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Wednesday, 11 November 2015 10:23

Microsoft to deliver a data-sovereignty friendly UK data centre in 2016

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Microsoft is the latest of the cloud giants to announce a UK data centre to appease the gods of data-sovereignty and latency, and to take a pop at the valuable UK government market  

At Microsoft’s talking-head fest, Future Decoded, in London, Microsoft CEO, Satya Nadella announced that for the first time the business will be able to offer Azure cloud services served directly from a UK data centre. The news follows Amazon’s reveal of new UK region and like the AWS launch announced last Friday it’s aimed at those businesses who have been reluctant to commit to cloud due to data-sovereignty and low-latency reasons, which, of course, includes the very valuable UK government sector which has until now been off limits – and may still remain so. Or as Microsoft puts it “bringing world-class reliability and performance to government organisations, regulated industries and other businesses.” The placement of government first in that list shows just what an important market they think it is.  Microsoft clearly wants the defence market and include a quote from Mike Stone, chief digital and information officer, at the Ministry of Defence. “Microsoft’s plans to offer highly secure, UK-based cloud services is an exciting development and one that will clearly support the MOD in our transformation journey.”

The new data centre will serve as a UK home for Azure and Office 365 and will be generally available from late 2016 with Dynamics CRM Online expected to follow shortly after. And more importantly for those looking to create secure private cloud solutions with guaranteed SLAs, Microsoft will also offer Azure ExpressRoute to provide private connections into and out of the data centre.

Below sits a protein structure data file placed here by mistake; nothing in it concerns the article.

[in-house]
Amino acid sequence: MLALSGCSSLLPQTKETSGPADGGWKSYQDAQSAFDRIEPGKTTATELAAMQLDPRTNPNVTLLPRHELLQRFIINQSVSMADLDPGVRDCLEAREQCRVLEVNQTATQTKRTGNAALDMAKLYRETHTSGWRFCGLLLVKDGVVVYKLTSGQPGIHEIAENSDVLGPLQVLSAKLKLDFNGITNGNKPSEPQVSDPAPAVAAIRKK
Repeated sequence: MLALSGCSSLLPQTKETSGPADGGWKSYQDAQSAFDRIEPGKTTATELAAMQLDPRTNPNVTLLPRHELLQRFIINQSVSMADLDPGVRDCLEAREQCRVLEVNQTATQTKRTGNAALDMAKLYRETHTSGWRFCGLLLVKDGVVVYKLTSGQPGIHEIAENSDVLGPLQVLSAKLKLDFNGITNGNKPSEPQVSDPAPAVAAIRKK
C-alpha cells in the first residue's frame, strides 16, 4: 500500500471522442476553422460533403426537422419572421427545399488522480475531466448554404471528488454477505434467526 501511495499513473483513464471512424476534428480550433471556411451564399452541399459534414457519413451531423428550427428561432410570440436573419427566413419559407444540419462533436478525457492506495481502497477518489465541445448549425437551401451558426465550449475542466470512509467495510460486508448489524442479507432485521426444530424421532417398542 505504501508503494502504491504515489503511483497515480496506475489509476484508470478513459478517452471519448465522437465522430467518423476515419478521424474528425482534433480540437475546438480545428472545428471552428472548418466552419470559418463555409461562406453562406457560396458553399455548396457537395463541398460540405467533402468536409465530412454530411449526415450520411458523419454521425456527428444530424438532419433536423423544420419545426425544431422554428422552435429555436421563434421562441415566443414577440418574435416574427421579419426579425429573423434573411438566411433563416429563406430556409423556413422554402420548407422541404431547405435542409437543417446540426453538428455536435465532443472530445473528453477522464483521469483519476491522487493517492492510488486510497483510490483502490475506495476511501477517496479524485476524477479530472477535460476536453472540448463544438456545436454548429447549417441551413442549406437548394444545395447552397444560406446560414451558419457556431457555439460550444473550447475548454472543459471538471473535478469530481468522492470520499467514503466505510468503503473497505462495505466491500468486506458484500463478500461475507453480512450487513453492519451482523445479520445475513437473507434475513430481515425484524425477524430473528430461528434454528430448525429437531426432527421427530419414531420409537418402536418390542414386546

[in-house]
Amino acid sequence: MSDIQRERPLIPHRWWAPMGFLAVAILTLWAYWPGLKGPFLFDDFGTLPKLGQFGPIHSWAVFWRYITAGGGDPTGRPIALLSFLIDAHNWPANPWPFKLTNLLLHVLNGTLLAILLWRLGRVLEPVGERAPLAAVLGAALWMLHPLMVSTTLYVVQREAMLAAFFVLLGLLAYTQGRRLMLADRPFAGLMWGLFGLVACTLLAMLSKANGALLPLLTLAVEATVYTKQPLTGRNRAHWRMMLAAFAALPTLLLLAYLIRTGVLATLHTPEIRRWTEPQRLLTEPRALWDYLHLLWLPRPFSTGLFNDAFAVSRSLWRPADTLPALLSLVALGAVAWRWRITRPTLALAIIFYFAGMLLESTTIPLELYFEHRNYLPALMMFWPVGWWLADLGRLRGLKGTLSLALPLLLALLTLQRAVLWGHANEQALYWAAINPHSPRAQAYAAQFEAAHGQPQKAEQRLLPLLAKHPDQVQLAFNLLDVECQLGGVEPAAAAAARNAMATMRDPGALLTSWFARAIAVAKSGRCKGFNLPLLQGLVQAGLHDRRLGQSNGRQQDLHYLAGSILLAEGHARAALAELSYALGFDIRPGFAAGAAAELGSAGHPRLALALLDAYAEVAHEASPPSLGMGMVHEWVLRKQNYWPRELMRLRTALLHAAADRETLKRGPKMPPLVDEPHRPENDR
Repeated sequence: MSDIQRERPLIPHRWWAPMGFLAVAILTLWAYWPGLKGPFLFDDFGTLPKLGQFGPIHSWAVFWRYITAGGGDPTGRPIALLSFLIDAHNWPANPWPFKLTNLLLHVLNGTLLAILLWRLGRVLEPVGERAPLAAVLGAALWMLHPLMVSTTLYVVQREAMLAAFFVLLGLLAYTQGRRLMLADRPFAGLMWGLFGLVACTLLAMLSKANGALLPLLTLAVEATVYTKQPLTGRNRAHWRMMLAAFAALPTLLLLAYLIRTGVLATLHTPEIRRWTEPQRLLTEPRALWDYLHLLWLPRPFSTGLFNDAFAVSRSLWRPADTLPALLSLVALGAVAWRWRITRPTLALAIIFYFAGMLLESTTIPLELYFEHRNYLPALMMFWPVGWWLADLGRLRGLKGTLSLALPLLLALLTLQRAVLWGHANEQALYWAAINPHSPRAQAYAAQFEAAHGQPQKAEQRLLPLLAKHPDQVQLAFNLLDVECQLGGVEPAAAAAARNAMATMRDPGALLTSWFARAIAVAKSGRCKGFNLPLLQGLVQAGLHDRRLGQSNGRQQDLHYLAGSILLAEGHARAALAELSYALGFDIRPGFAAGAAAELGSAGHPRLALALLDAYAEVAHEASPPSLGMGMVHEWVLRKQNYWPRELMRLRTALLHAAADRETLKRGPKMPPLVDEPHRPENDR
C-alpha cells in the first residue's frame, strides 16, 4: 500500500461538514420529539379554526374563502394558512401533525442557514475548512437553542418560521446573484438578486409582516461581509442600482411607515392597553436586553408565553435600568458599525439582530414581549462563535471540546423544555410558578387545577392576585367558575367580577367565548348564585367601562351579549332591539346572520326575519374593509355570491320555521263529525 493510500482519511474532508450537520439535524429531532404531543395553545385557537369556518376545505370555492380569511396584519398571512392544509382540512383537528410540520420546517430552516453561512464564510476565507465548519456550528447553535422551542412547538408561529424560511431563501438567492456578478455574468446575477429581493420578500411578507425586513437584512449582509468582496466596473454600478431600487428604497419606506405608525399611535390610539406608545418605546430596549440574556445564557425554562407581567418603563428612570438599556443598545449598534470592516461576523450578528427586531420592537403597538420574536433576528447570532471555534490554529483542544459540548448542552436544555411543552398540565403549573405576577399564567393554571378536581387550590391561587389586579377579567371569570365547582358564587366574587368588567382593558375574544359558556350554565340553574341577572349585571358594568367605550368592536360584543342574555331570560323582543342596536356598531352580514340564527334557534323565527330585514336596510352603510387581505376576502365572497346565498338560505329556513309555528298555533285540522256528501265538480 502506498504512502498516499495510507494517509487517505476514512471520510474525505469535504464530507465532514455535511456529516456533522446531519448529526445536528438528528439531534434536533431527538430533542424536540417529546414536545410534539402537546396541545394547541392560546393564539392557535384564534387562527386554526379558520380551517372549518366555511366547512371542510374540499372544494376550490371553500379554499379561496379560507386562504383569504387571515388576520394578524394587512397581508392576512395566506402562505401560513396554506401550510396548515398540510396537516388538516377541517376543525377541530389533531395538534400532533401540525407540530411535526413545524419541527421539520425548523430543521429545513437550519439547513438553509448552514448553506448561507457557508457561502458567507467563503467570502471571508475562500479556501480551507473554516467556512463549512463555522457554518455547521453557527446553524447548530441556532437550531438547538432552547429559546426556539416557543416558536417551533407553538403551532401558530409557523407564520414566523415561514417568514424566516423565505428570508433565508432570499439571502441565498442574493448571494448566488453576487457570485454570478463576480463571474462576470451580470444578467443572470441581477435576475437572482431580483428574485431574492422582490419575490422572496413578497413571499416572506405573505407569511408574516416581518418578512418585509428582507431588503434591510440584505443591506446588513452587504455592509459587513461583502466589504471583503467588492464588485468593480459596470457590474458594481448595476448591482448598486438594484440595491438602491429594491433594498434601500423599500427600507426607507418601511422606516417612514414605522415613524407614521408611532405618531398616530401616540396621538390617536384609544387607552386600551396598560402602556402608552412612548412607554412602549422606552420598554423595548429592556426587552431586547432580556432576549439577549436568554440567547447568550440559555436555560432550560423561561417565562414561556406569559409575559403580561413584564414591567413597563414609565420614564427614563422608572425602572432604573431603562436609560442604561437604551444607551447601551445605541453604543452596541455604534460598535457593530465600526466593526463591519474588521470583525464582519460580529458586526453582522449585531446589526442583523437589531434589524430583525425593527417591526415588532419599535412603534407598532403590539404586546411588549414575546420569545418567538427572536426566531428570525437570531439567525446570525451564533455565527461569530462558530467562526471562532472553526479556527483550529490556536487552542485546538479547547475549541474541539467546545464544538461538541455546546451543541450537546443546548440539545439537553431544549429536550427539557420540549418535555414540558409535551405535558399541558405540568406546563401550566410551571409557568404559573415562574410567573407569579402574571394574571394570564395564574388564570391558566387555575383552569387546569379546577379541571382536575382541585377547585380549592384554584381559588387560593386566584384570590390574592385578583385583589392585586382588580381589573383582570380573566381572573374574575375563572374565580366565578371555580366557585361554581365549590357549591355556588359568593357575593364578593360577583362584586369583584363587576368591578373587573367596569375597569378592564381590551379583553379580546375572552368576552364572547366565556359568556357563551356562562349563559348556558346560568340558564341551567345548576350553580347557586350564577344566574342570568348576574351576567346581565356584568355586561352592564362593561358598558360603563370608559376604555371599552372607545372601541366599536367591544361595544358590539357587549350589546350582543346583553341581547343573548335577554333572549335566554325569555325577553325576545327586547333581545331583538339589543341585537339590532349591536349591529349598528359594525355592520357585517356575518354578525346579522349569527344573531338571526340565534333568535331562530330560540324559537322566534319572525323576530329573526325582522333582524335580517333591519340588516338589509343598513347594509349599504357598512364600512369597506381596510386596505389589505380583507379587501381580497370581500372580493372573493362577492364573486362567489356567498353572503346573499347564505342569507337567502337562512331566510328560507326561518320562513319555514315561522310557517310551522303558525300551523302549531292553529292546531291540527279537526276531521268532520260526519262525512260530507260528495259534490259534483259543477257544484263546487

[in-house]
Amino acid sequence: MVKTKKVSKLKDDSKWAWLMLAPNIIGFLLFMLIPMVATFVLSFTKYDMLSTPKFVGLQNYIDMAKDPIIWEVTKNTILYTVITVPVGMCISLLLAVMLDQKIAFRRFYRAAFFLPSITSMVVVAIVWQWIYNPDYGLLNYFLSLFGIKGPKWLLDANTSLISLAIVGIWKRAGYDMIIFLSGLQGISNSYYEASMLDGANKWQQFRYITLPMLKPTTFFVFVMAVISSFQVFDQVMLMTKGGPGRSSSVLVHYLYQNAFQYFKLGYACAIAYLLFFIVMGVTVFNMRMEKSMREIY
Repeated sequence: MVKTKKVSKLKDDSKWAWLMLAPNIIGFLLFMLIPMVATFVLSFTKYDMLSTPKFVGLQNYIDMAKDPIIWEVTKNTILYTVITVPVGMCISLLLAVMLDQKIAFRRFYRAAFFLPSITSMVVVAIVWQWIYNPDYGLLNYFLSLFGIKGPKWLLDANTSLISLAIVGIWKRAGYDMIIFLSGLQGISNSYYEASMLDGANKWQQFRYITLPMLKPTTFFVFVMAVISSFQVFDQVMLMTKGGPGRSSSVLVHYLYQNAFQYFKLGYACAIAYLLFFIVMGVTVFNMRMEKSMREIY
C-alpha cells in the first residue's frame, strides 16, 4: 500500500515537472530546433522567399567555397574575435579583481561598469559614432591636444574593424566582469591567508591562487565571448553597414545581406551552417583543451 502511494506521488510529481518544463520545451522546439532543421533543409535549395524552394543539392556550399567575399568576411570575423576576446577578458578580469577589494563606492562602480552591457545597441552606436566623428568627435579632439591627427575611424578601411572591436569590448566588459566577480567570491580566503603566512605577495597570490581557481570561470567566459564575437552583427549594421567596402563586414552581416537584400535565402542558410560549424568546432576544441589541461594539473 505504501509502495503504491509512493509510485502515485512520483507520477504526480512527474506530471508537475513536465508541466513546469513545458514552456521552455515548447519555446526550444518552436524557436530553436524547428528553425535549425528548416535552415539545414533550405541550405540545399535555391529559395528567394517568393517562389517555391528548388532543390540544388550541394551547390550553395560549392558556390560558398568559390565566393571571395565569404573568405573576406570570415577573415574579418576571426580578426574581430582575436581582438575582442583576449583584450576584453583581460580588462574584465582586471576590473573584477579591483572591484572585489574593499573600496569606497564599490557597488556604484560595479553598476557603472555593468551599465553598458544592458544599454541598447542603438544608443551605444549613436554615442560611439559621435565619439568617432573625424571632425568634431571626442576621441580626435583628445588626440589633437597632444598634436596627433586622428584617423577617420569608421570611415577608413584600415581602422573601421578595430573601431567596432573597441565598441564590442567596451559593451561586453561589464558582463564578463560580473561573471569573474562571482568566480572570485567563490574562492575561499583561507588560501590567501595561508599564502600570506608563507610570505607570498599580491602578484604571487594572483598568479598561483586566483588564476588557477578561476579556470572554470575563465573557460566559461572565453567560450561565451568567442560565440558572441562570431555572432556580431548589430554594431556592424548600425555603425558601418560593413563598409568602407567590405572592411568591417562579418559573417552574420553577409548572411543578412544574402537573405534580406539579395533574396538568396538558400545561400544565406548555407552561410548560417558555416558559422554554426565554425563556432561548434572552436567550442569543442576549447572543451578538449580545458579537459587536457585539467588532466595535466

Additionally Nadella also announced the completion of the latest phase of expansion for its data centre facilities in Ireland and the Netherlands which completes a $2 billion (£1.3 billion) plus spend on cloud infrastructure across Europe by Microsoft.

In his speech at Future Decoded Nadella, as usual emphasised the Microsoft mantra of cloud and mobile first and said. “By expanding our data centre regions in the UK, Netherlands and Ireland we aim to give local businesses and organisations of all sizes the transformative technology they need to seize new global growth,”  

As yet there are no details as to where in the UK the data centre will be located, but our bet is that it’s going to be just outside the M25 rather than the wilds of Scotland.    

The new expansion at Microsoft’s Irish data centre is now complete and its data centre facility in Middenmeer, the Netherlands, is now operational. Both locations currently serve as hubs for Microsoft cloud services, including Microsoft Azure, Office 365 and Dynamics CRM Online, and once the UK data centre opens will provide additional capacity for customers across Europe, the Middle East and Africa.

Microsoft claims to have spent more than $15 billion (£9.9 billion) in building cloud infrastructure and cloud services worldwide and has more than 24 Azure regions around the world, which it also claims is more than any other major cloud provider – but that depends what you define as a major. However, it remains to be seen if the UK government and UK industries will take up Microsoft’s UK data centre offer, especially as Microsoft are still in the middle of a court case over email data held in its Irish data centre and with the issues of what happens after Safe Harbor still unresolved.

We wait with baited breath for Google to make an announcement that they too will be opening a UK data centre…..is that the phone?

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